CLAYTON — St. Louis County is beginning to spend some of the $173.5 million in aid it expects from the federal government to respond to the coronavirus pandemic, County Executive Sam Page said on Tuesday.
But questions remained about what types of expenditures the county could make with the money, and whether expenses would need legislative approval.
Page said there was not yet any overarching plan for how to spend the money and no single official in charge of coordinating how it’s spent.
“We will have lots of staff focused on this,” he said. “We haven’t built a structure around it, but you know, we’re, we have the potential to spend the need to provide — almost $175 million worth of resources.”
“We see this really not as one crisis, but three crises,” he said. “It’s a health crisis. It’s a humanitarian crisis and it’s an economic crisis. And so we’re looking at each one of those and trying to understand the role of County government and how we can help people get back on their feet.”
County Councilman Ernie Trakas, R-6th District, said there was concern among the three Republican members who comprise the council’s minority bloc about who would provide oversight of the spending. Trakas said it’s the job of the legislative branch to appropriate money, and that, under the county charter, the council should be involved in how the aid is spent.
The aid is part of the $2 trillion federal stimulus passed by the U.S. Congress and signed by President Donald Trump to help the nation recover from the coronavirus pandemic. While each state will get at least $1.25 billion, the law provides for local governments that serve at least 500,000 people to get direct aid from the Treasury Department.
The funds must be used only on expenses related to COVID-19 that were not already part of the county budget, Page said, not to supplant tax revenue lost while businesses are shut down and people ordered to stay home.
He said the county was still waiting on rules from the federal government about how it can use the money, but that officials were going ahead with public health-related expenditures such as caring for people who are in isolation or quarantine and to pay overtime for first responders.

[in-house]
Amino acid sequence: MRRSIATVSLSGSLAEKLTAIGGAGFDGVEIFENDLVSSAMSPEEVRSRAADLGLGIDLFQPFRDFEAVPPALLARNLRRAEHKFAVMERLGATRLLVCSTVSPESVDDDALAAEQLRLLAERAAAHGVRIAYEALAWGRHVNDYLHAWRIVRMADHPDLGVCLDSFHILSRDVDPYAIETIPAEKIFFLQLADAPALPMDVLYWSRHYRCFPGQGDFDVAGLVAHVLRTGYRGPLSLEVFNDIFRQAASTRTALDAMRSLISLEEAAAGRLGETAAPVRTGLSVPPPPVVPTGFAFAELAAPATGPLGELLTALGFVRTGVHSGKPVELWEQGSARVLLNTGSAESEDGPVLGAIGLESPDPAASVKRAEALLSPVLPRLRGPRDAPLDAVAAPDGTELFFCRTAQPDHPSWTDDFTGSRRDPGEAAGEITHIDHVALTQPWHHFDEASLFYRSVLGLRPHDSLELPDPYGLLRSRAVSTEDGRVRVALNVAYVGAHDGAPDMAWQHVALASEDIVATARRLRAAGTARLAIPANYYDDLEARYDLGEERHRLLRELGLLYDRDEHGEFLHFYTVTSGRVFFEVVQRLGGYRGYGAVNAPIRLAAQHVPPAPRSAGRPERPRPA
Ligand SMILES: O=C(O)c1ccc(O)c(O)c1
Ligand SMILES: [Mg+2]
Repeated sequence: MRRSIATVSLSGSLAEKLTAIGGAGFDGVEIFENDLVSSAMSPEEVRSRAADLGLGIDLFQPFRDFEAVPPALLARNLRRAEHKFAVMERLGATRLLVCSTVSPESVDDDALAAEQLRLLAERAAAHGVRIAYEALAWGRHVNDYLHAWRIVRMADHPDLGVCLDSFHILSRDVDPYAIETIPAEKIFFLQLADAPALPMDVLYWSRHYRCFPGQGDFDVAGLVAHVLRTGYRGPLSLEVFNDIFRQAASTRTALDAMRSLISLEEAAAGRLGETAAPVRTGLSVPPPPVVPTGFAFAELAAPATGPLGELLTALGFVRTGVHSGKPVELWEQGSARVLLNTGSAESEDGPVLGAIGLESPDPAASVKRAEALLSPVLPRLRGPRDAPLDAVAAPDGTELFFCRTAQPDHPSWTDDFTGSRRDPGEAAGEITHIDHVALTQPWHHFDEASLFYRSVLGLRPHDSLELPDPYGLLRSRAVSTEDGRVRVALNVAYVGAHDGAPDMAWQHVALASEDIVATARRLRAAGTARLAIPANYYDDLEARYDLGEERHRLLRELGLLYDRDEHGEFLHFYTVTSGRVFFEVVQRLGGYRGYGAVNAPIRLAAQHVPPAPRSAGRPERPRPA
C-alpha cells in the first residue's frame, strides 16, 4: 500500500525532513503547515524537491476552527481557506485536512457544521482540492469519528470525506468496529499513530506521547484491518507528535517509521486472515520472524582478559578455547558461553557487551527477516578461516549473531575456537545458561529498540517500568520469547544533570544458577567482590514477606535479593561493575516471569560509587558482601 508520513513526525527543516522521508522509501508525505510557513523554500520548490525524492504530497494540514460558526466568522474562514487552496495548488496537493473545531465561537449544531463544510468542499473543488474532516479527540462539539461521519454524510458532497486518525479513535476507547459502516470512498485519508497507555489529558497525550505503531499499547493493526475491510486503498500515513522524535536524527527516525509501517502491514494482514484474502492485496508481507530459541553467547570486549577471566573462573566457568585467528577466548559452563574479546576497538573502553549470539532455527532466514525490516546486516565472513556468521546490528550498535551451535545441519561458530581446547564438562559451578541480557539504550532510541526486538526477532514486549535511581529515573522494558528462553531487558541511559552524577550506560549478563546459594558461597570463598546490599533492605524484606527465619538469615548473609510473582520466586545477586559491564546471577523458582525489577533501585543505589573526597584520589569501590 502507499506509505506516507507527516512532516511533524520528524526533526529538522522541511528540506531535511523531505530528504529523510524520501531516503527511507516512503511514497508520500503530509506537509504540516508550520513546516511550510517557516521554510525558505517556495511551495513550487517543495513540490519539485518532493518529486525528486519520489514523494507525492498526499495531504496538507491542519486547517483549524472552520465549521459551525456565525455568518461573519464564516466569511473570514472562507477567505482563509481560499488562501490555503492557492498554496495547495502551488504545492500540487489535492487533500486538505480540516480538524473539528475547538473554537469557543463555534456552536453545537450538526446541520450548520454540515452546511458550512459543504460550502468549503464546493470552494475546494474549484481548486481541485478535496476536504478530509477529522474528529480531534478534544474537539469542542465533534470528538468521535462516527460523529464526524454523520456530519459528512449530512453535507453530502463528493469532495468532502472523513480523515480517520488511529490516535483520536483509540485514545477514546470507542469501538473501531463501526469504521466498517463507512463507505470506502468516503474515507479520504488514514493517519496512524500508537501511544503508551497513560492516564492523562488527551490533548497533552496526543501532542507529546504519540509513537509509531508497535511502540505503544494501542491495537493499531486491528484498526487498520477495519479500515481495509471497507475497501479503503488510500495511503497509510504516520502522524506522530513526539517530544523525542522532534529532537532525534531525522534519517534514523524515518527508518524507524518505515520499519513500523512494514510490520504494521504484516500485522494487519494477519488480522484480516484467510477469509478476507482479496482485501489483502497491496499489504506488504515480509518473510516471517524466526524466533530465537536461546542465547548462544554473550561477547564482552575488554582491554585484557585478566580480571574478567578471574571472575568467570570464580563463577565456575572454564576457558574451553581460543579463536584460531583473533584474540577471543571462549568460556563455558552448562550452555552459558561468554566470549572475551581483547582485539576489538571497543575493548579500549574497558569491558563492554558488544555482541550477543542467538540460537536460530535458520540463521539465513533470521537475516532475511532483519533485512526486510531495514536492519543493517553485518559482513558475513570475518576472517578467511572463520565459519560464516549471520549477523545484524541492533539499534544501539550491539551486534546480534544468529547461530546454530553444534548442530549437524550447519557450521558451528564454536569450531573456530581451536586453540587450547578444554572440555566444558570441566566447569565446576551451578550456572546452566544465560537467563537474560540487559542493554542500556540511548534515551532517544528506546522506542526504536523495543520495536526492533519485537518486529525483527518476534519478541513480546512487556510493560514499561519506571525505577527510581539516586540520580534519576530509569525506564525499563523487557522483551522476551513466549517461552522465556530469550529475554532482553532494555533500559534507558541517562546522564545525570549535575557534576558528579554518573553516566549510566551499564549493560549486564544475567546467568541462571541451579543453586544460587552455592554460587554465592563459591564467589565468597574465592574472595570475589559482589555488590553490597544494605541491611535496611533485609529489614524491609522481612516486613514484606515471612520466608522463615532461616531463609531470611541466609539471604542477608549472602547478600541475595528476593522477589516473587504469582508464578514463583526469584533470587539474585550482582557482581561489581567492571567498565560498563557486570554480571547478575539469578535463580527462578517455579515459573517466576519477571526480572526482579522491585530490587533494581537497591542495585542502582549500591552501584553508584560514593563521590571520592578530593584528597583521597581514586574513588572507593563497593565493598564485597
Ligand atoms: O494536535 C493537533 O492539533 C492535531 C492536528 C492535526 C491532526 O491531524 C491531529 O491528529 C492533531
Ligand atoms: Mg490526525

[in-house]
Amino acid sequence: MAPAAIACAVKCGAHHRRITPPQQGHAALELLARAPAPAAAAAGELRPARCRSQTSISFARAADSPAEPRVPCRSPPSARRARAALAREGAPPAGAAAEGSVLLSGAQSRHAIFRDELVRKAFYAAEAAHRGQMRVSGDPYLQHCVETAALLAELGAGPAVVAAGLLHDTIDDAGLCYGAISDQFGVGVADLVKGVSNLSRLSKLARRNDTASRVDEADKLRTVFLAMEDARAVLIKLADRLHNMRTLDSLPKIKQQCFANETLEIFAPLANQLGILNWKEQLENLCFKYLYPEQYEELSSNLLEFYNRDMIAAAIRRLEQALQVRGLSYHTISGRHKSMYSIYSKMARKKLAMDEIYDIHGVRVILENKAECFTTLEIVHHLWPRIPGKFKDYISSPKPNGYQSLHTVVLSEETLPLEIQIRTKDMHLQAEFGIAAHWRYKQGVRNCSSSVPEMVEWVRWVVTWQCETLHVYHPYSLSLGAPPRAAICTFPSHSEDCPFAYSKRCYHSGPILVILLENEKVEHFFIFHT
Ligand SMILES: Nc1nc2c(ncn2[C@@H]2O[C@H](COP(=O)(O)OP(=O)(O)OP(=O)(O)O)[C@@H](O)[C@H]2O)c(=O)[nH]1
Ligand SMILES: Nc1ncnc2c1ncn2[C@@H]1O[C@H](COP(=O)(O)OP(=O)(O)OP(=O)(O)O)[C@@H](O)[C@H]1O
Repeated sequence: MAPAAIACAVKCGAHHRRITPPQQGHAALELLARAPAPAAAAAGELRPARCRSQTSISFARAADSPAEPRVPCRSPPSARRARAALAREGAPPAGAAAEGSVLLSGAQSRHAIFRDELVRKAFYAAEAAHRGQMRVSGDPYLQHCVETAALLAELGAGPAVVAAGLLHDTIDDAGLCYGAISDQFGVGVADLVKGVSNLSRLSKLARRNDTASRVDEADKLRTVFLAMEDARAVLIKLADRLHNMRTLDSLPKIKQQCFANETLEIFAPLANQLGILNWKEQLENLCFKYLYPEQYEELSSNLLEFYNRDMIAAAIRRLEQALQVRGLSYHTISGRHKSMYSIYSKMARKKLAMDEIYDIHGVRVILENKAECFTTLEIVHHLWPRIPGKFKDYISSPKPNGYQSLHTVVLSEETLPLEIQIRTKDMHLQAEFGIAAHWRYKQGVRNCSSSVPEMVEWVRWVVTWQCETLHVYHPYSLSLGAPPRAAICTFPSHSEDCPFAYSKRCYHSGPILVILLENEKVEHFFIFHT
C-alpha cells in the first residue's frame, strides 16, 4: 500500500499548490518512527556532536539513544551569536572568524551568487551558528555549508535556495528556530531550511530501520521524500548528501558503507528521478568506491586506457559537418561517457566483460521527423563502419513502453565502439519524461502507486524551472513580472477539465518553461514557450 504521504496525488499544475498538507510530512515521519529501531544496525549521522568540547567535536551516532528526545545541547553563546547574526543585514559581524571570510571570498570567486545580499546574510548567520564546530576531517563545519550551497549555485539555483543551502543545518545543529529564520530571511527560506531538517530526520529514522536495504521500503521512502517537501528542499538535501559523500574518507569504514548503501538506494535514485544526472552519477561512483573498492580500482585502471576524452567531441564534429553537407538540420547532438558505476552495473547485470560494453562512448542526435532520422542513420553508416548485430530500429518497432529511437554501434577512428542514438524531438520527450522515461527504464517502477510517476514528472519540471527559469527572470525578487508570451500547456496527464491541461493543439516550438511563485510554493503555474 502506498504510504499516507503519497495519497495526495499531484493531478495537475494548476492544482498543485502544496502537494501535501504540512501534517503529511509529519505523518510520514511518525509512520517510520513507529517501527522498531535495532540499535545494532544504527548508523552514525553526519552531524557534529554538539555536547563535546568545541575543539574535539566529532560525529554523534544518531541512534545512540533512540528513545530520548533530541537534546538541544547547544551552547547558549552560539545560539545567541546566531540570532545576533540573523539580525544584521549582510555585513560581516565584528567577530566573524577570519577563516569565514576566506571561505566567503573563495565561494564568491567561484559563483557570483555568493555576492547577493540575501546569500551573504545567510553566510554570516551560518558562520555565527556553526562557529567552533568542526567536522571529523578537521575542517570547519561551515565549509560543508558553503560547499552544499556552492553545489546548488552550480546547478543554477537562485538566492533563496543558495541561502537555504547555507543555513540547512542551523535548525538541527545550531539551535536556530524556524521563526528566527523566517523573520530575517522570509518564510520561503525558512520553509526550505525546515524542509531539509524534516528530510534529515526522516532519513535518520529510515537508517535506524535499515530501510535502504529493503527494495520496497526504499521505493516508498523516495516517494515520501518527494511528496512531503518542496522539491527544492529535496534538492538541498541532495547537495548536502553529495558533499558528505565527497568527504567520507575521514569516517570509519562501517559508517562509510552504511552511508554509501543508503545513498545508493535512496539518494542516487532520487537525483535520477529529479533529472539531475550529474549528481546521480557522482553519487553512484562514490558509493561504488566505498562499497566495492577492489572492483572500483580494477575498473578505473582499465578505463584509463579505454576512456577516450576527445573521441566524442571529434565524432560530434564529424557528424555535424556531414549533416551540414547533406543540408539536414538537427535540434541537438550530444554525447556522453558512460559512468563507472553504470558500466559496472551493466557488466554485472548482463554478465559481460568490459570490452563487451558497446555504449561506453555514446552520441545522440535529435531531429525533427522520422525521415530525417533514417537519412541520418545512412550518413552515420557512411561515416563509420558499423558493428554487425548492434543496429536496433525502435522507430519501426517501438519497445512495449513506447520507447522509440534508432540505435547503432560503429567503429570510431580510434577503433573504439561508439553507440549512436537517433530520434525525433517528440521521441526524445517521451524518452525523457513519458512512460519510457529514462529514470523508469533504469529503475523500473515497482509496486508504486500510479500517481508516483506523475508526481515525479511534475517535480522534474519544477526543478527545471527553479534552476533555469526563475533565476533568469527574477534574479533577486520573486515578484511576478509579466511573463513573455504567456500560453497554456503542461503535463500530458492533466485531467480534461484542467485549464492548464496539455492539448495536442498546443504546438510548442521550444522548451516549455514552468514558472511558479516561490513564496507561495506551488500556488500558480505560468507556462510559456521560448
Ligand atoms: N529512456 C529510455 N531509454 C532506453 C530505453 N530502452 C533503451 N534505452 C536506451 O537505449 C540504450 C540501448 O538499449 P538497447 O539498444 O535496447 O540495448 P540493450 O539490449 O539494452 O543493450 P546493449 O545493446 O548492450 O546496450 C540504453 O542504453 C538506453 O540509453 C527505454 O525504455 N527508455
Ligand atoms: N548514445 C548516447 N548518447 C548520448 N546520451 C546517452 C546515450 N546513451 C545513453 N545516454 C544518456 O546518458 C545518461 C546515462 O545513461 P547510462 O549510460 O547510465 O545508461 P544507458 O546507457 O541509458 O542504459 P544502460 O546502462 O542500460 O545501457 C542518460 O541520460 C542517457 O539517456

Page said the county has already gone ahead with millions in expenditures with the expectation that it will be reimbursed. For example, he said, the county has spent $7 million on personal protective equipment including masks, gowns, gloves and face shields. Some of that will be resold to other jurisdictions, he said.
Page said he did not know whether the county’s coronavirus expenses would go through the normal channel of getting legislative approval by the County Council. He said it depended on the federal rules.
“We’ll follow whatever the law says — local, federal and state,” he said. “But we also are in an emergency situation where we need to get services in the hands of people in our community quickly and we’ll find a path forward that does that and follows the law and the rules.”
Page said other expenses would include more workers to trace the contacts of infected individuals, technology so public health officials can communicate with people who are in quarantine, hotel rooms for first responders who have been exposed to the virus and for people who can’t safely isolate themselves at home without exposing family members. He said a number of homeless people who have either tested or are presumed positive for the new coronavirus are also being housed in hotels at the county’s expense.
He said the county would like to buy tests, but “unfortunately it’s difficult to buy tests anywhere in the United States. We’re scrambling like everyone, but we are operating in a limited testing environment because of the national shortage.”
He said, “Some of these expenditures need to happen promptly in order to get people the health care and humanitarian relief that they need. So, we will be trying to deliver those as quickly as possible.”
He said the county would be tracking its coronavirus expenses and public would ultimately be able to see how the county has spent the federal money.
“I understand that the public and press need access to our records,” he said. “We’re just dealing in a catastrophic type of response here to a humanitarian and public health emergency and our staff are pretty committed in that space. But, part of this expenditure should be done in a way where we can report it in a regular basis, how we’re spending the money. I think that’s fair and reasonable and that’s something that we will do.”
“We’ll try and find the right balance to communicate what we’re doing clearly while we’re providing emergency relief,” he said.